- What is the clinical and cost effectiveness of catheter ablation compared to non-ablation therapies in people with AF?
- The collective new evidence indicates that RF catheter ablation in particular, and possibly cryoballoon ablation, may be more effective than antiarrhythmic drug (AAD) management in reducing AF in both paroxysmal and persistent The evidence also suggests that the acute complication rate of catheter ablation may have decreased over time and could be comparable to that of medical therapy
- A comparison between surgical and catheter ablation
- A comparison between cryoablation and RF ablation
- What is the effectiveness of short-term AADs following ablation for the prevention of AF recurrence? (This is a new question to be added to the review based on new evidence indicating the use of AADs following catheter ablation may reduce the incidence of early recurrent atrial tachyarrhythmias within 3 months but did not prevent late recurrence of AF beyond 3 months of ablation.)
The next clinical guidance update for AF is expected for publication by NICE in 2020.
In Japan, all new drugs and medical devices approved by the Pharmaceutical and Medical Devices Agency (PMDA) are generally reimbursed by public health care insurance without any cost-effectiveness data. The Ministry of Health, Labor and Welfare (MHLW) determines official reimbursement prices of medical devices, which are uniform throughout Japan. In a manner that is different from most other countries, the official price is calculated by the detailed pricing rule, not price negotiation. The calculated price is approved by the Central Social Insurance Medical Council, known as the Chuikyo. Usually, the price suggested by the MHLW is approved by the Chuikyo without any revision. However, if manufacturers do not agree with the price calculated by the MHLW, they can submit their opinion to Chuikyo once (2).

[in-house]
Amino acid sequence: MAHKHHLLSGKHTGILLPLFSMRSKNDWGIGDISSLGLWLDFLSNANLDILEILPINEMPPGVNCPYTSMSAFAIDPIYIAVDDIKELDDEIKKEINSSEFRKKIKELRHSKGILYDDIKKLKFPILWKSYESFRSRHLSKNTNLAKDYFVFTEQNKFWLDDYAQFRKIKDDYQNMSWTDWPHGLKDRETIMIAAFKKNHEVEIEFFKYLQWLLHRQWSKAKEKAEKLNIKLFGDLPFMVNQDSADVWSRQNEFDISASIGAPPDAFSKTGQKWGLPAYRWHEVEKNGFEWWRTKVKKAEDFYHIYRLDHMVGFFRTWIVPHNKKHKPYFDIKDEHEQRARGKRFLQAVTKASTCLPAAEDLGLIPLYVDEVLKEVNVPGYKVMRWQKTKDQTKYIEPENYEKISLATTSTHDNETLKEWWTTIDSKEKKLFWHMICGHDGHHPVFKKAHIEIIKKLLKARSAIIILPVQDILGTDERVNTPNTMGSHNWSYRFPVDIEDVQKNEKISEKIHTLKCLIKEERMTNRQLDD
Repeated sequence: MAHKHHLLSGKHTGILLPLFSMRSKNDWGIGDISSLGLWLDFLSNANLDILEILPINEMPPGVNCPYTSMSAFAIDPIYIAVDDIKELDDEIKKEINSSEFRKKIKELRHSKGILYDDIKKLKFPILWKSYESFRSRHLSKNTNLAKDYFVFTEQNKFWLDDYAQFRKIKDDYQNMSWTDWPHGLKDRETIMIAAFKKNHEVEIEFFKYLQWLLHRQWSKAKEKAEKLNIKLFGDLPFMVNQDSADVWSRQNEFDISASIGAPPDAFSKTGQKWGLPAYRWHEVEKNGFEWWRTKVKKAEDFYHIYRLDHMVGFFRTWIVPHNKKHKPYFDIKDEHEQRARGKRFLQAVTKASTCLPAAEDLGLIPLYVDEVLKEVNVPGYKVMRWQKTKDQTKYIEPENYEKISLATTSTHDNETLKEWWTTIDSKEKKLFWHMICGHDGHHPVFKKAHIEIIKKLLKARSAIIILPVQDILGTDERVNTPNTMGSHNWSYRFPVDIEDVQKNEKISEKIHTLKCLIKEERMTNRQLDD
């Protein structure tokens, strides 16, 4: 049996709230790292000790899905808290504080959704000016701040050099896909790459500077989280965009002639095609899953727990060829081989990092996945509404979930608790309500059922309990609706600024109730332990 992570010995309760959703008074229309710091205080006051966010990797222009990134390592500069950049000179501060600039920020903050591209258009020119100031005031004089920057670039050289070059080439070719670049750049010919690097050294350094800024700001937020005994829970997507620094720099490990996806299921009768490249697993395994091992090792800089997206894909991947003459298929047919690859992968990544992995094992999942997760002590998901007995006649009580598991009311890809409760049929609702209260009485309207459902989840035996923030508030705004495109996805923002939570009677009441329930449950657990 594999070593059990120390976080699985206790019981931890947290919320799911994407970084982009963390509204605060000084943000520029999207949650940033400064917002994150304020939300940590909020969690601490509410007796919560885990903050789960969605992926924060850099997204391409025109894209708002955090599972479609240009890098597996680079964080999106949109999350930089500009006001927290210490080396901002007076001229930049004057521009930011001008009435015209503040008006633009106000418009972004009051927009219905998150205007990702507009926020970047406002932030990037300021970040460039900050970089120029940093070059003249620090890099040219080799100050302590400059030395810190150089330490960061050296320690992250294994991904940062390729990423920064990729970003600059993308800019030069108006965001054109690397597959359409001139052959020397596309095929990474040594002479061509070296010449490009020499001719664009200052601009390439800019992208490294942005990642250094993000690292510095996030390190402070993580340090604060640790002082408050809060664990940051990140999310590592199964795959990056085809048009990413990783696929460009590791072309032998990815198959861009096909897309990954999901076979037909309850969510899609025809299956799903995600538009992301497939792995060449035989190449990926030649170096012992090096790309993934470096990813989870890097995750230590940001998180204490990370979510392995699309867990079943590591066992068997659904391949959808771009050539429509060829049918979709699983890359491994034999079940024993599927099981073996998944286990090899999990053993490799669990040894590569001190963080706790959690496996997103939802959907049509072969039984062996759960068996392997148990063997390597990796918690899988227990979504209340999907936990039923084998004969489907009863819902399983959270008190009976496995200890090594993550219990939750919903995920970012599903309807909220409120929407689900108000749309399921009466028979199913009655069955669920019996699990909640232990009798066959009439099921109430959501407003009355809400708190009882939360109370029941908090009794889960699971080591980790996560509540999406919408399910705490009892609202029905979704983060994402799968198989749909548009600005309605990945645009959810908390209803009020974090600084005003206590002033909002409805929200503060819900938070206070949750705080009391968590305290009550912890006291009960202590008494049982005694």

The price of medical devices is determined using a similar method as that used for drugs. However, the price applies to every reimbursement category (called the “similar function category”) of medical devices, not each product. If a new medical device is not very innovative, the device is included in the existing category, and carries the same price as other products in that category. In the case of innovative devices, the creation of a new reimbursement category is allowed.
There are five major reimbursement categories for medical devices. Reimbursement of medical devices follows this classification system. Special Treatment Materials that fall into Categories C1 (novel device within existing procedure) or C2 (novel device and procedure) can lead to premium payment for the device. The reimbursement approval rate remained unchanged for the period between 2013 and 2017, as 25 new devices were classified Category C1, and 26 new devices were classified Category C2 for reimbursement.
Currently, RF catheter ablation is covered and reimbursed in Japan with both a technical and medical materials fee for the catheters required for the procedure.
- National Institute for Health and Care Atrial fibrillation: management. Clinical guideline [CG180]. Available at https://www.nice.org.uk/guidance/cg180. Accessed May 29, 2019.
- Shiroiwa T, Fukuda T, Ikeda S, Takura T. New decision-making processes for the pricing of health technologies in Japan: The FY 2016/2017 pilot phase for the introduction of economic evaluations. Health Policy. 2017;121:836-41.